Valentine's Day Rx: Four Future Love Drugs

Brian Handwerk
for National Geographic News
February 12, 2009

Fetch me that flower; the herb I showed thee once.
The juice of it on sleeping eyelids laid
Will make man or woman madly dote
Upon the next live creature that it sees.

A Midsummer Night's Dream, Act II, Scene 1

People have longed for love drugs since well before the Bard's time—and never more so than around Valentine's Day. Such meds are still highly speculative, but four potential pharmaceuticals hold hope for the future lovelorn.

Love Potions

Voles—thought to be among the few monogamous mammals other than humans—produce hormones that help drive sexual attraction, pair bonding, and nesting behavior. Research suggests the same chemical triggers may apply to humans, hinting at future over-the-counter cocktails to activate amore.

"We know [the hormone] oxytocin can increase trust between humans and make them more in tune to each other's feelings," said Larry Young, who studied the mouse-like rodents at Emory University in Atlanta.

"So it makes sense that might also be one of the components that's producing love."


2009 marks the 50th anniversary of the name "pheromone," coined to describe the chemical communication signals released by animals, often related to mating.

Whether they exist in humans, however, is a mystery. Regardless, so-called pheromone potions are on offer all over the Internet to enhance attraction. Until there's proof, flowers and chocolate are probably a safer bet.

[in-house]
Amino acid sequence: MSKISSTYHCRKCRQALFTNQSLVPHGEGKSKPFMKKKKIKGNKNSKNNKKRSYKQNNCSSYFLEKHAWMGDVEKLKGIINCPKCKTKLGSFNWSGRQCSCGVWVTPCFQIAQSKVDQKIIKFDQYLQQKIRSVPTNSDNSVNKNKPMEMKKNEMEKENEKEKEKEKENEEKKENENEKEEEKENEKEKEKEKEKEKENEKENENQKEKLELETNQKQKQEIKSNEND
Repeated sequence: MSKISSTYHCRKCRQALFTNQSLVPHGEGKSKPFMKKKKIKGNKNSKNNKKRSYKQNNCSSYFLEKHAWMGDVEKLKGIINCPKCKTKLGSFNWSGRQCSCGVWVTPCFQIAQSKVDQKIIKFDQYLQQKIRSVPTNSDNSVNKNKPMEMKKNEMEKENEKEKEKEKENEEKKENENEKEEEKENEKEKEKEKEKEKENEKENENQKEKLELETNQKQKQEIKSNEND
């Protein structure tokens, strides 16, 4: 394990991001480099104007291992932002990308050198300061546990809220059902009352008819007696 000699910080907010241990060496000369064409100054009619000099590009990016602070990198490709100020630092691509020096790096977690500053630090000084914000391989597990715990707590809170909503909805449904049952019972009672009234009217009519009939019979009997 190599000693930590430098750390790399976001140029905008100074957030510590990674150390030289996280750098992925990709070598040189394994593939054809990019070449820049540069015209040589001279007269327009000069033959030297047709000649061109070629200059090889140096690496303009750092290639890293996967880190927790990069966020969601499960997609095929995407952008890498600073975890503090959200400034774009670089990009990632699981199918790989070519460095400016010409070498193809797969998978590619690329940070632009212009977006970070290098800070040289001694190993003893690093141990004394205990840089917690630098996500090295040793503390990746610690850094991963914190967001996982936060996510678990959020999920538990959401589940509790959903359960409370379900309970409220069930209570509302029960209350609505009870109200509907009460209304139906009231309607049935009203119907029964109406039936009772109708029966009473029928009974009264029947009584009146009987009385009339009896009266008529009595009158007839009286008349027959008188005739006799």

Muting Memories

A handful of recent experiments on post-traumatic stress disorder suggest that medicines could be created to downgrade the mental impact of heartbreak to a more manageable level, though such drugs wouldn't erase specific memories.

"In the case of post-traumatic stress, the emotion is so strong it overwhelms the normal brain mechanics that allow people to cope with memories and move on," said Karim Nader of McGill University in Montreal.

Female Viagra

Flibanserin, a drug purporting to boost libido in women, is now in clinical trials.

"It's essentially a drug that raises dopamine, the chemical that increases interest," said Irwin Goldstein of Alvarado Hospital's Sexual Medicine Center in San Diego.

Then again, Viagra can work for women too by stimulating blood flow to the genitals, if the patients have high enough testosterone levels, which not many women do, Goldstein said.

"But Viagra can only do what Viagra can do. It won't help if you're married to someone who snores and keeps you up all night."


NEXT: Test yourself with Traveler magazine's Valentine's Day quiz >>




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